My family: insane, unpredictable, awesome.

Yesterday afternoon, I got a call from my mother. It went something like this:

Mum: I’ve just decided I want to see the poppies at the Tower of London. I’m driving up to London tonight, want to come with me?

Me: Yes, definitely!

Mum: Great, I’ll pick you up at three-thirty tomorrow morning then.

Me: …What?

Mum: Well, if we go in the middle of the night there’ll be no traffic and no tourists. Also, your brother wants to come along and we don’t have time to do it during the day.

Me: …You’re driving over a hundred miles in the middle of the night, with a boy who has to be at school for 9am, to see the poppies?

Mum: Yes.

Me: There’s no way I’m missing out on an impromptu middle-of-the-night road trip! I’ll see you at half three tomorrow morning!

The upshot is that I saw the poppies at the Tower. I also haven’t gone to bed yet at the time of writing this; I’m running solely on caffeine and willpower but the poppies were stunning and totally worth it. Not only was seeing it all in darkness very dramatic, it was also very peaceful and poignant. People had left names and dates of lost soldiers tied to the railings, and it was so touching to read them and see photos of the soldiers who gave their lives for their country.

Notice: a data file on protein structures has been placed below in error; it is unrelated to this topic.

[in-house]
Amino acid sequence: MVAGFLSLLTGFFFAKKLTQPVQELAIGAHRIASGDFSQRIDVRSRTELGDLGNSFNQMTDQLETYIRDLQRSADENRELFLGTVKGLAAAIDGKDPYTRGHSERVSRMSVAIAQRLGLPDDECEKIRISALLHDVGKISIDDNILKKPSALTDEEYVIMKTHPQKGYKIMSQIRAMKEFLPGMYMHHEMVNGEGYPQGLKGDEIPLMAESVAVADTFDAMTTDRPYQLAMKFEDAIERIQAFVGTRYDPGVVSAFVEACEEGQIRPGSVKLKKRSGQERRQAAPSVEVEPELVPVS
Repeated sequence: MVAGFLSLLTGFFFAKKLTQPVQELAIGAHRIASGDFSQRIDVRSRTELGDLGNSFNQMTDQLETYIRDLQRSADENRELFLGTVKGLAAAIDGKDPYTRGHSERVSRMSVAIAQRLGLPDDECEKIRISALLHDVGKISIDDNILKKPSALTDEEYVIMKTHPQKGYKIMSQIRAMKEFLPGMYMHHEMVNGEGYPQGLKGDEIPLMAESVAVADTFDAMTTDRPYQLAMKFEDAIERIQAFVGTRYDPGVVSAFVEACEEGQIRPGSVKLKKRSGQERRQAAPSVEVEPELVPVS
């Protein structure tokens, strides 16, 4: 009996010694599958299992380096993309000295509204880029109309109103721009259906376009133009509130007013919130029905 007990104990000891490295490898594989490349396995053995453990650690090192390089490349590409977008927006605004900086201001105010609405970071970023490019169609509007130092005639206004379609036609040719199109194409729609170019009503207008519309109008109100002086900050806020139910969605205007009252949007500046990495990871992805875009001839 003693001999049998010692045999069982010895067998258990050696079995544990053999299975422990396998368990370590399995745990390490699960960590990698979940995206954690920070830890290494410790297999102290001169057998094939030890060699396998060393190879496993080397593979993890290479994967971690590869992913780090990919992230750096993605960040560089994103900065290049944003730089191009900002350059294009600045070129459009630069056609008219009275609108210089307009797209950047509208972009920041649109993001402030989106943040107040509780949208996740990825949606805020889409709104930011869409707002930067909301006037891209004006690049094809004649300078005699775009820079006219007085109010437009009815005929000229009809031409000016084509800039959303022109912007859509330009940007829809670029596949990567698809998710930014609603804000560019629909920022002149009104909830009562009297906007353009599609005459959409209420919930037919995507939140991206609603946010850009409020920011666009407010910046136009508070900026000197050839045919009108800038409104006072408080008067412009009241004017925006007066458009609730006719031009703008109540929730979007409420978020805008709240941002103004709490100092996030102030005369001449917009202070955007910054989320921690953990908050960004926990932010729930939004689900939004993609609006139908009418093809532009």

Between the hours of 4 and 5am, London is asleep. There’s virtually no traffic or pedestrians, and all roadworks stop. It’s slightly surreal driving through Knightsbridge and along the river without having to negotiate hordes of people and cars but it makes for a much better experience. Deserted motorways are also a lot more fun to drive down!

IMG_20141110_042610
The M4, pretty much empty.

I have to admit, I don’t know many other families who would happily spend their Sunday night/Monday morning driving halfway across the country to spend half an hour in the capital city. Then again, this is my family we’re talking about. They once sent me to school three hours after we got finished a twenty hour car journey from France. Then again, long journeys at strange hours have never been an issue for my parents: many years ago their jobs put my father in Germany and my mother in England. So, every Friday night after work, my mother would get into her Triumph Spitfire and drive to Germany. And every Sunday afternoon, she would drive from Germany back to the UK. I think this says a lot about my family’s attitude to distances. It is not a normal attitude.

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